Crosstown Concourse is home to retail, nonprofits, offices, restaurants and residents. But starting with the current 2018-2019 school year, it’s also now home to a school, Crosstown High School. It began with 150 ninth graders this fall with a plan to grow using applications for a new freshmen class every year in December with a lottery system to choose a new group of students, up until the current inaugural class is seniors. If the first round of applications is any indication, the school won’t lack for students to enroll; they had 308 applications for 150 spots. As a public charter school, Crosstown doesn’t have specific testing requirements. Any student in the eighth grade who lives in Shelby County can apply.
When school principal Chandra Sledge Mathias first saw Crosstown Concourse she said she understood the vision for the school, not only its connection to the physical building but the community within. The building is part of the classroom. “It’s a really rich environment for students,” Chandra said. “There are over 3,000 people in and out of this building in different professions ranging from healthcare to the arts to nonprofits, entrepreneurs and retailers. For students to have that immediate access to these professionals is just incredible. We tell the students that every adult here is a teacher.”
Crosstown High is a project-based learning model. It allows students to connect the curriculum to real-world experiences. While a traditional learning system is teacher-led with instructions and content delivered for students to retain, project-based learning is inquiry-based with students learning about a subject by investigating and responding to a complex question, challenge or problem. It poses questions, problems or scenarios and gives students the opportunity to use what they learn in real-world settings, such as Crosstown Concourse.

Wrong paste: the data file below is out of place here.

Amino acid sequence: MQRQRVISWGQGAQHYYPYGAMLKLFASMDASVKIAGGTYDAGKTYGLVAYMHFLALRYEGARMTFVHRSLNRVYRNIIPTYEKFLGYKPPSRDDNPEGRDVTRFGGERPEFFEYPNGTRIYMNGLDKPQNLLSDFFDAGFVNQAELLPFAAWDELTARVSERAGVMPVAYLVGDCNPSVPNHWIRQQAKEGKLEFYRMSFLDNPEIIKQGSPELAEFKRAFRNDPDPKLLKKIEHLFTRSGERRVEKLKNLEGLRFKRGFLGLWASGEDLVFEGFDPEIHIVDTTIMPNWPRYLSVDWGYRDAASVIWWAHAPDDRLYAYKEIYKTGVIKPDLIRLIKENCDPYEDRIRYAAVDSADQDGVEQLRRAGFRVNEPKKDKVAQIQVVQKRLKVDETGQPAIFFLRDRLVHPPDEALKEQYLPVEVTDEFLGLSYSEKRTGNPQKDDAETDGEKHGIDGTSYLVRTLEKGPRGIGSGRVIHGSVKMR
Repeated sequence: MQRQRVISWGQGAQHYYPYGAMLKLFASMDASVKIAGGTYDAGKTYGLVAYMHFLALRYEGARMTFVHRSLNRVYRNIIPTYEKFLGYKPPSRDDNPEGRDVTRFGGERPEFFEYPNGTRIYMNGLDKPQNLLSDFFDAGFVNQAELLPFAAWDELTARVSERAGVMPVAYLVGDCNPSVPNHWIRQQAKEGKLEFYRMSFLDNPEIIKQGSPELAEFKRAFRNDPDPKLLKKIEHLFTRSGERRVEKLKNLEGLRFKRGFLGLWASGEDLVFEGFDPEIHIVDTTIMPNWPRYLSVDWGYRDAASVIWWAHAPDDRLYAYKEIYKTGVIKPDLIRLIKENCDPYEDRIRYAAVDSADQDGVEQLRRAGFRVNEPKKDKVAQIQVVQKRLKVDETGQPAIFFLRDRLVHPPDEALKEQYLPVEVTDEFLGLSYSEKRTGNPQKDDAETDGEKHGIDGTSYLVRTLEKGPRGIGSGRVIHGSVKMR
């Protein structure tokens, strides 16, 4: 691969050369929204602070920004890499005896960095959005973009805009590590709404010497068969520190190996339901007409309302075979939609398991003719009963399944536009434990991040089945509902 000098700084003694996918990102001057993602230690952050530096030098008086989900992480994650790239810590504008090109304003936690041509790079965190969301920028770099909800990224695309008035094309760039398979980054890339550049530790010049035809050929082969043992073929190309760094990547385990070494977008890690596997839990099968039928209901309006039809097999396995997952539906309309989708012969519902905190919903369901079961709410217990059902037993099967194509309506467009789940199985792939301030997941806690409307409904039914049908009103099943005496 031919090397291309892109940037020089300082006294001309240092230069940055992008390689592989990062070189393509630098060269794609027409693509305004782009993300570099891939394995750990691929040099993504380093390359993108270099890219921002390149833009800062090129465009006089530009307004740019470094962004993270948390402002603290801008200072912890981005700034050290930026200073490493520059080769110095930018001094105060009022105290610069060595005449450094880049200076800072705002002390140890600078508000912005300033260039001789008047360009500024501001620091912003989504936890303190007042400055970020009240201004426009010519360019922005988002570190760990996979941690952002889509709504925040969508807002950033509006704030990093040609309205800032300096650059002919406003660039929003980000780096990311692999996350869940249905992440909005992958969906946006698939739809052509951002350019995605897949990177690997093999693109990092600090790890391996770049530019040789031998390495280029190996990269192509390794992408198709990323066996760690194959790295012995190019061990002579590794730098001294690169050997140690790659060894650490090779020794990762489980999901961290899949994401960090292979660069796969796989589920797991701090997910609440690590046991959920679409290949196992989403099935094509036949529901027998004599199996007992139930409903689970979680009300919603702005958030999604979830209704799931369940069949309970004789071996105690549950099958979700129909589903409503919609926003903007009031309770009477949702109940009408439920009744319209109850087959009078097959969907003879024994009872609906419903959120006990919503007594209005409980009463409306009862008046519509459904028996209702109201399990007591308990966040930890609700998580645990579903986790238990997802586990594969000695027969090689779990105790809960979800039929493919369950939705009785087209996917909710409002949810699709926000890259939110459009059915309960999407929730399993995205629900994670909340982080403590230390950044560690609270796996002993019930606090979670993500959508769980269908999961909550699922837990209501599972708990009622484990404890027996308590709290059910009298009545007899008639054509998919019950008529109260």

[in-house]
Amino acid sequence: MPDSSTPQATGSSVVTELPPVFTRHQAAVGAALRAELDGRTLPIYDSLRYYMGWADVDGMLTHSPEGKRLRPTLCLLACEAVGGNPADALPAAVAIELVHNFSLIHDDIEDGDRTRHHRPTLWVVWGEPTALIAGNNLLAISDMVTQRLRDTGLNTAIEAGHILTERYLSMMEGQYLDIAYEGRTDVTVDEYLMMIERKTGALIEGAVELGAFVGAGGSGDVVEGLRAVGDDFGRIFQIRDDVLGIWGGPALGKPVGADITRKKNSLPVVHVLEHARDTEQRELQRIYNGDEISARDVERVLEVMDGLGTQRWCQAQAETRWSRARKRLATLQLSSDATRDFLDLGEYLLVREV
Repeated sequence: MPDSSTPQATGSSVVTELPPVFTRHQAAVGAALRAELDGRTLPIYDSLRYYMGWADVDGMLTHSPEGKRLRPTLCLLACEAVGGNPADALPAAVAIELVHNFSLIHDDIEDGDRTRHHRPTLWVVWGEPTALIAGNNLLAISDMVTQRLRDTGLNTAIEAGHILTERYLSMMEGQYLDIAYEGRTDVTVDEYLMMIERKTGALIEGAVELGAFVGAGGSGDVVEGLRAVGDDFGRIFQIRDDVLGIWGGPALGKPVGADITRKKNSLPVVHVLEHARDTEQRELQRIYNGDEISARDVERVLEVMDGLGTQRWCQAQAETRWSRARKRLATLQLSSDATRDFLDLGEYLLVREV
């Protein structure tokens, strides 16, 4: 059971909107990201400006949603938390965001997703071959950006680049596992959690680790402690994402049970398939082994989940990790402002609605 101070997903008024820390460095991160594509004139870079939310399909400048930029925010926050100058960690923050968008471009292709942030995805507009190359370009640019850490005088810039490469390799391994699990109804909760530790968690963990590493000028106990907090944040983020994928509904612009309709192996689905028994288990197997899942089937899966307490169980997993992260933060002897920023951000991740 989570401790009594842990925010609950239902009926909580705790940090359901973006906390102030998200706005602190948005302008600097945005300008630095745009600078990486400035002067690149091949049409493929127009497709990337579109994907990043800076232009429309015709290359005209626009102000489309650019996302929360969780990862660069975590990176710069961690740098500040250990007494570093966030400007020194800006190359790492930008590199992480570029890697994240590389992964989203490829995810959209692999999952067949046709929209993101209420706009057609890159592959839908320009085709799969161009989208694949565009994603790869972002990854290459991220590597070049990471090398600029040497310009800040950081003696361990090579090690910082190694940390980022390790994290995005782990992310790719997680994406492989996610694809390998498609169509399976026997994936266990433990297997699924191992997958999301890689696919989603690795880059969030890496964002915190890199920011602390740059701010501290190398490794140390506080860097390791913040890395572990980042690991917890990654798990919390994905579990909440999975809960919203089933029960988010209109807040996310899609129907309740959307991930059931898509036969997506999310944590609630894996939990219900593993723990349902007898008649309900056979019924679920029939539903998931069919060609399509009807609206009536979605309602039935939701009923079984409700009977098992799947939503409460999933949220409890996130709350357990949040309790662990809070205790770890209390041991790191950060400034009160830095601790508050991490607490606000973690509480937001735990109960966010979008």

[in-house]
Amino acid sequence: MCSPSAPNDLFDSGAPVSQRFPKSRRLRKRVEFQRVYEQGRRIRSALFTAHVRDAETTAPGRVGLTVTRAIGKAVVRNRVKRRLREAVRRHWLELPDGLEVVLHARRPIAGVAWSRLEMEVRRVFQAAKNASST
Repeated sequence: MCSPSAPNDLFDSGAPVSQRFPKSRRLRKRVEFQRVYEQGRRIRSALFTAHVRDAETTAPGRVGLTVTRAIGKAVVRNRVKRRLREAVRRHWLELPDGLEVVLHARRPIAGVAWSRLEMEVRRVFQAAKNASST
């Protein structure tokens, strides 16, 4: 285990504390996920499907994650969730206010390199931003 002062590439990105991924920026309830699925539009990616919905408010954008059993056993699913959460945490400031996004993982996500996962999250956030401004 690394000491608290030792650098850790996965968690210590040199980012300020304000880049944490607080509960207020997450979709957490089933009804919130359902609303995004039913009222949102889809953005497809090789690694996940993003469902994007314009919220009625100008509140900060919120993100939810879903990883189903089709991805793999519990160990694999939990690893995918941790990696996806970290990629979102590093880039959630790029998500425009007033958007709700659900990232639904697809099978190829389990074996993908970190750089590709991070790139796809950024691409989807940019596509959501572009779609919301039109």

“Part of that is bringing in professionals and community members who can show students relevant connections between what they learn in school and what happens in the workforce,” Chandra said. For example, students in AP Geography and English classes studied human migration patterns. Instead of just learning facts in a textbook, students connected with five organizations that work with refugees. They partnered with more than 20 immigrants and refugees who live in Memphis, giving the students the opportunity to learn first-hand stories.
Crosstown High students also have the opportunity to create a legacy. Traditions aren’t in place. The current students are part of the discussion to determine what clubs and organizations look like, how student government works and what sports traditions are and chants sound like. Crosstown High School is a startup environment, and that goes for students, teachers, staff and family. “It’s super intense at all levels because we’re learning this new system together,” Chandra said. “What learning looks like here is different than what they’ve experienced before. We talk and think through decisions we’ve made and how we need to shift gears.”
As Crosstown High grows, there are important ways for the community to support its efforts. There is always a need for partners who can share specific skill sets and resources with students. For more information about Crosstown High, including partnership opportunities and the application process, visit crosstownhigh.org.
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